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on 21 May 2012
An amazing, no holds barred, and eye-opening - but perhaps rather academic - account of the rise to all pervasive dominance of money & banking, from it's emergence in the bronze age to what we have today. I recommend it to everyone seriously interested in discovering what, why, when & how it all happened. It also contains amusing little snippets of information that allow one to forget the seriousness of the subject.
My only criticism - but then I'm not an academic, economist or bank director - is the author's assumption that the reader will understand all the academic, economic & banking jargon that is necessary to discuss & understand the subject. Without a good dictionary, the average reader - if he's got a normal university degree and a good dose of bulldog spirit - will not find this an easy read... but that is generally true of every book covering so specialised a subject. So, "emptor caveat"! Not withstanding this criticism, I'm so glad I bought this book even though I was obliged to put it down from time to time to rest my over-stretched but admittedly aging brain.
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on 14 January 2009
Glyn Davies presents a superbly fascinating account of money from the earliest times to 2002 and of its various forms from whales' teeth to the euro. I always thought money was well ... notes and greenbacks but it turns out that metallic money (silver and gold) were once all that was regarded as real money. I stopped several times to, perhaps creatively, think how money would have developed in a particular society and how it evolved in use from religious offerings to war payments to trade. How did different societies create and exploit money? In fact the book is very educational as it covers so much of the history of economics and not surprisingly the history of banking. I have a much more intuitive feel for where money came from, how it developed, how it is valued and devalued up to current mania for inflation targeting. This I fear will nourish and enrich my future readings of research papers on economic and monetary policy and of diverse central bank reports. Thank you Glyn.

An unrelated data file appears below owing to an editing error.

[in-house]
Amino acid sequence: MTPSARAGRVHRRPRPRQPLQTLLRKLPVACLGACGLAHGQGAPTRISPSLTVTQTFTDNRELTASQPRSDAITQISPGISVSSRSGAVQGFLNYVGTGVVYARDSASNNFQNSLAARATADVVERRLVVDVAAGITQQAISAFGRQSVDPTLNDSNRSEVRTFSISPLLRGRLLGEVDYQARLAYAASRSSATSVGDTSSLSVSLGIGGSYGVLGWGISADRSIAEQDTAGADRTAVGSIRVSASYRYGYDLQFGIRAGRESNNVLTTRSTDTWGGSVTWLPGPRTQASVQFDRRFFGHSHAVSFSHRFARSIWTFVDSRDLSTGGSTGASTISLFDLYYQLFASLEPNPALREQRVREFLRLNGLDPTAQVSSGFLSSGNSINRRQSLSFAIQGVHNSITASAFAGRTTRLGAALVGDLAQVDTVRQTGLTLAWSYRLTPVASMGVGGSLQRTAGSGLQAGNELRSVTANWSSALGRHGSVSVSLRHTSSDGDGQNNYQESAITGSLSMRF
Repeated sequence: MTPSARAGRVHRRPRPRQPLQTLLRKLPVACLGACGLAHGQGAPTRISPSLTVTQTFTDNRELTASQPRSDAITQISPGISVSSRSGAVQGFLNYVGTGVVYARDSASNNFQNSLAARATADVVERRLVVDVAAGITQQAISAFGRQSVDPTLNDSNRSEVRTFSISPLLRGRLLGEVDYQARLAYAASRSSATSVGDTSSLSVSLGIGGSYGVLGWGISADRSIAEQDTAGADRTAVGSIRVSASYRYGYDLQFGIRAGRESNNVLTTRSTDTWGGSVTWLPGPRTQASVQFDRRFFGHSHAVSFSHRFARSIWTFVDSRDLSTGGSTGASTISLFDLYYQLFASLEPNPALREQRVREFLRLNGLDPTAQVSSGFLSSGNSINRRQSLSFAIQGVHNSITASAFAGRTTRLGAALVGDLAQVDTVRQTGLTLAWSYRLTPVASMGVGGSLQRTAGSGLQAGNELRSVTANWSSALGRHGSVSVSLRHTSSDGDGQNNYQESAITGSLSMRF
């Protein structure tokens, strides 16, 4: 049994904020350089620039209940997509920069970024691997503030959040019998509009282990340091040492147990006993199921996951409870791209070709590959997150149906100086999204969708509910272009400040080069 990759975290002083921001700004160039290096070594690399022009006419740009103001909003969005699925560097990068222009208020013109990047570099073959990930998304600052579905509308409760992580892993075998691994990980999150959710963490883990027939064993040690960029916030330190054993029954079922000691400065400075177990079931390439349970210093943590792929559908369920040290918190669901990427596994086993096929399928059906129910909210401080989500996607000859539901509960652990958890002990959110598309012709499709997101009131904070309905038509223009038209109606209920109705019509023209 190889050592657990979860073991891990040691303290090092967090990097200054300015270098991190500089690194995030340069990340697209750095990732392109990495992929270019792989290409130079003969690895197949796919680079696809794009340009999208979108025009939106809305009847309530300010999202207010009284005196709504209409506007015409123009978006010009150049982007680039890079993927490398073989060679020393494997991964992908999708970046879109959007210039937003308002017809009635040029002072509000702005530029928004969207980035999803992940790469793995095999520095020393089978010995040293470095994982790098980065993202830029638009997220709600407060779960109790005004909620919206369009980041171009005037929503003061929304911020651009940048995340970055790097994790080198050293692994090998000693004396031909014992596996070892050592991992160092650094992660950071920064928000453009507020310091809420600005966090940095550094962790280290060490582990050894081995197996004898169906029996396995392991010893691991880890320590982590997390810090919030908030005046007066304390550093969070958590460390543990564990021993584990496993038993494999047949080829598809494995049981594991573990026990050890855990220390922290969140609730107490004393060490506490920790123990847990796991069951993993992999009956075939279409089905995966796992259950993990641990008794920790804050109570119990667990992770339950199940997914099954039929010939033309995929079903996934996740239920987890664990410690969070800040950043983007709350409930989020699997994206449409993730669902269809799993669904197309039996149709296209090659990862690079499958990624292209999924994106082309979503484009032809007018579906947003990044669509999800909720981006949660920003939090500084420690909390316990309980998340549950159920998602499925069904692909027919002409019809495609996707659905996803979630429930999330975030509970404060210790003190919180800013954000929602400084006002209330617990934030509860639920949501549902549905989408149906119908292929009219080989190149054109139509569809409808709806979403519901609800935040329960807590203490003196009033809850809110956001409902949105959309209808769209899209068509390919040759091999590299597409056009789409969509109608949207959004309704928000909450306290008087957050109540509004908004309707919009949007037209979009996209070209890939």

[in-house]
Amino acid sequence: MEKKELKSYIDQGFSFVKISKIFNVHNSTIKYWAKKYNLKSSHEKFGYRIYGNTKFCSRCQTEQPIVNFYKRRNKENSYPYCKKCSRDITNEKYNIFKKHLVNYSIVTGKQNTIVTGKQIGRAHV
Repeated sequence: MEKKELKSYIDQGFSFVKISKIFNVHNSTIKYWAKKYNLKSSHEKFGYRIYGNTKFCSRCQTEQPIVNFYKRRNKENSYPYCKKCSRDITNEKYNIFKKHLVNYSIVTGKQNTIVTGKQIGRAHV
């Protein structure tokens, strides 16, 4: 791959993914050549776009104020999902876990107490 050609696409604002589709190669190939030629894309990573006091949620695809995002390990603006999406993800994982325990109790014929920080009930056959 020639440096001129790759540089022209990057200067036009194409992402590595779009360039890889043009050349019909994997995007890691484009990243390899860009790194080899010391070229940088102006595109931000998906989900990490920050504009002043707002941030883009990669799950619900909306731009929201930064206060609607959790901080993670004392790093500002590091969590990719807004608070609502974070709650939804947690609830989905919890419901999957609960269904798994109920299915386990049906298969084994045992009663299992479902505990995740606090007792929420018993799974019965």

Be warned, this is a long read. But mightily rewarding.
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on 14 June 2009
I really didn't like this book. It is huge but in a sense it is poor because it does not have a synthetic view of things. It is a long text which kills the reader by drowning him in the details.

As to the content: the views are VERY conventional. It is very academic with little insight into reality.

Sorry, for me it was impossible to read.
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